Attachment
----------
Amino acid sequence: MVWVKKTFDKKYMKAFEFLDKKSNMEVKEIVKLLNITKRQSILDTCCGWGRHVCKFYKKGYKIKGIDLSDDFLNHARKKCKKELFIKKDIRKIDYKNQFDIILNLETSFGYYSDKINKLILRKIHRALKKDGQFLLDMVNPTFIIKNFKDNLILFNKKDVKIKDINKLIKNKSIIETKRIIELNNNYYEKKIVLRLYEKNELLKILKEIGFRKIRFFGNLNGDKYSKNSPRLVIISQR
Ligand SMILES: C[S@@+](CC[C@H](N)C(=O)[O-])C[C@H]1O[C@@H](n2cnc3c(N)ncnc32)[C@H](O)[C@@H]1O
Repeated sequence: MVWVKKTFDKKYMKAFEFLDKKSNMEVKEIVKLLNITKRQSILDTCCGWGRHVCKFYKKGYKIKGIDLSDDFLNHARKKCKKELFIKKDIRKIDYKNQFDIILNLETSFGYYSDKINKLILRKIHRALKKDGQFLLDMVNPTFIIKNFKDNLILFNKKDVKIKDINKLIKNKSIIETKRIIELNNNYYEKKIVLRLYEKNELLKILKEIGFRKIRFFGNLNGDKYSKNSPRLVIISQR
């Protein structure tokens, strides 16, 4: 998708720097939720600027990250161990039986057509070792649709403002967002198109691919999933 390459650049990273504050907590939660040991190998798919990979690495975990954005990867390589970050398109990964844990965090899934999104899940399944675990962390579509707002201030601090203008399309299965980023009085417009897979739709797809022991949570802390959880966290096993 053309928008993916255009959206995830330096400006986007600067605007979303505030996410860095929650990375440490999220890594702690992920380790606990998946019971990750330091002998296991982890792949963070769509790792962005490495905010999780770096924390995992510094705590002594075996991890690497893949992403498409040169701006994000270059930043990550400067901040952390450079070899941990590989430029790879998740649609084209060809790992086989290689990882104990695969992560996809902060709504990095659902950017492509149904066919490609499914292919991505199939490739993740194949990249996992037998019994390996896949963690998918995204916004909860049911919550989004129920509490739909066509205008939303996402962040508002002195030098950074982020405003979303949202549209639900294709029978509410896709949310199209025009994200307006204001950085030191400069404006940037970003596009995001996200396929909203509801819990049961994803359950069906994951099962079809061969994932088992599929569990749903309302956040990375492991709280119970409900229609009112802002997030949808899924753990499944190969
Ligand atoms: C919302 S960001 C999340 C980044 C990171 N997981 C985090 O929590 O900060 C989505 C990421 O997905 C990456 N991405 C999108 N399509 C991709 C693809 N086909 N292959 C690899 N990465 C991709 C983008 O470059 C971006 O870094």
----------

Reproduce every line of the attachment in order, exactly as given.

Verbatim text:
Amino acid sequence: MVWVKKTFDKKYMKAFEFLDKKSNMEVKEIVKLLNITKRQSILDTCCGWGRHVCKFYKKGYKIKGIDLSDDFLNHARKKCKKELFIKKDIRKIDYKNQFDIILNLETSFGYYSDKINKLILRKIHRALKKDGQFLLDMVNPTFIIKNFKDNLILFNKKDVKIKDINKLIKNKSIIETKRIIELNNNYYEKKIVLRLYEKNELLKILKEIGFRKIRFFGNLNGDKYSKNSPRLVIISQR
Ligand SMILES: C[S@@+](CC[C@H](N)C(=O)[O-])C[C@H]1O[C@@H](n2cnc3c(N)ncnc32)[C@H](O)[C@@H]1O
Repeated sequence: MVWVKKTFDKKYMKAFEFLDKKSNMEVKEIVKLLNITKRQSILDTCCGWGRHVCKFYKKGYKIKGIDLSDDFLNHARKKCKKELFIKKDIRKIDYKNQFDIILNLETSFGYYSDKINKLILRKIHRALKKDGQFLLDMVNPTFIIKNFKDNLILFNKKDVKIKDINKLIKNKSIIETKRIIELNNNYYEKKIVLRLYEKNELLKILKEIGFRKIRFFGNLNGDKYSKNSPRLVIISQR
């Protein structure tokens, strides 16, 4: 998708720097939720600027990250161990039986057509070792649709403002967002198109691919999933 390459650049990273504050907590939660040991190998798919990979690495975990954005990867390589970050398109990964844990965090899934999104899940399944675990962390579509707002201030601090203008399309299965980023009085417009897979739709797809022991949570802390959880966290096993 053309928008993916255009959206995830330096400006986007600067605007979303505030996410860095929650990375440490999220890594702690992920380790606990998946019971990750330091002998296991982890792949963070769509790792962005490495905010999780770096924390995992510094705590002594075996991890690497893949992403498409040169701006994000270059930043990550400067901040952390450079070899941990590989430029790879998740649609084209060809790992086989290689990882104990695969992560996809902060709504990095659902950017492509149904066919490609499914292919991505199939490739993740194949990249996992037998019994390996896949963690998918995204916004909860049911919550989004129920509490739909066509205008939303996402962040508002002195030098950074982020405003979303949202549209639900294709029978509410896709949310199209025009994200307006204001950085030191400069404006940037970003596009995001996200396929909203509801819990049961994803359950069906994951099962079809061969994932088992599929569990749903309302956040990375492991709280119970409900229609009112802002997030949808899924753990499944190969
Ligand atoms: C919302 S960001 C999340 C980044 C990171 N997981 C985090 O929590 O900060 C989505 C990421 O997905 C990456 N991405 C999108 N399509 C991709 C693809 N086909 N292959 C690899 N990465 C991709 C983008 O470059 C971006 O870094």